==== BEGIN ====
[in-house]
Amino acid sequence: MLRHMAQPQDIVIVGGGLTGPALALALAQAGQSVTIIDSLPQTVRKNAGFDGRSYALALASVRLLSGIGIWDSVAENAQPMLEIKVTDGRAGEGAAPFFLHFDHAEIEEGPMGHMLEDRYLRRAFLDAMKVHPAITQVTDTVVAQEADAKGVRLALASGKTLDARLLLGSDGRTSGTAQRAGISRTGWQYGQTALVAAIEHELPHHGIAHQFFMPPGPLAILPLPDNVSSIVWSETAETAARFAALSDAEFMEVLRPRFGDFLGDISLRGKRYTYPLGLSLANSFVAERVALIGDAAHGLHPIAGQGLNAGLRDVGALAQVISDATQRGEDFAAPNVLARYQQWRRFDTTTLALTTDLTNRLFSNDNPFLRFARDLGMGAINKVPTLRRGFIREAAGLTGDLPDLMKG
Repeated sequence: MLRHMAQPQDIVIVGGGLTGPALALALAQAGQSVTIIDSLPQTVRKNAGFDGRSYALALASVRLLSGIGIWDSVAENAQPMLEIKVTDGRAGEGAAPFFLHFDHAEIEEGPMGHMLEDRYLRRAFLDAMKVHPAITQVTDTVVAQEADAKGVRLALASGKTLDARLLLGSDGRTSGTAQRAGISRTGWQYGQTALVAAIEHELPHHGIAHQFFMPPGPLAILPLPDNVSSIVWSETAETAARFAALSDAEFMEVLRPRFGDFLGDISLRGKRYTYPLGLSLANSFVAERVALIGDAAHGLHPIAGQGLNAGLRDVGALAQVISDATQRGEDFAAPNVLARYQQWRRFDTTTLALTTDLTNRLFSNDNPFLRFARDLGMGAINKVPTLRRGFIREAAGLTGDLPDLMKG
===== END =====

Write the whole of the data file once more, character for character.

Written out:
[in-house]
Amino acid sequence: MLRHMAQPQDIVIVGGGLTGPALALALAQAGQSVTIIDSLPQTVRKNAGFDGRSYALALASVRLLSGIGIWDSVAENAQPMLEIKVTDGRAGEGAAPFFLHFDHAEIEEGPMGHMLEDRYLRRAFLDAMKVHPAITQVTDTVVAQEADAKGVRLALASGKTLDARLLLGSDGRTSGTAQRAGISRTGWQYGQTALVAAIEHELPHHGIAHQFFMPPGPLAILPLPDNVSSIVWSETAETAARFAALSDAEFMEVLRPRFGDFLGDISLRGKRYTYPLGLSLANSFVAERVALIGDAAHGLHPIAGQGLNAGLRDVGALAQVISDATQRGEDFAAPNVLARYQQWRRFDTTTLALTTDLTNRLFSNDNPFLRFARDLGMGAINKVPTLRRGFIREAAGLTGDLPDLMKG
Repeated sequence: MLRHMAQPQDIVIVGGGLTGPALALALAQAGQSVTIIDSLPQTVRKNAGFDGRSYALALASVRLLSGIGIWDSVAENAQPMLEIKVTDGRAGEGAAPFFLHFDHAEIEEGPMGHMLEDRYLRRAFLDAMKVHPAITQVTDTVVAQEADAKGVRLALASGKTLDARLLLGSDGRTSGTAQRAGISRTGWQYGQTALVAAIEHELPHHGIAHQFFMPPGPLAILPLPDNVSSIVWSETAETAARFAALSDAEFMEVLRPRFGDFLGDISLRGKRYTYPLGLSLANSFVAERVALIGDAAHGLHPIAGQGLNAGLRDVGALAQVISDATQRGEDFAAPNVLARYQQWRRFDTTTLALTTDLTNRLFSNDNPFLRFARDLGMGAINKVPTLRRGFIREAAGLTGDLPDLMKG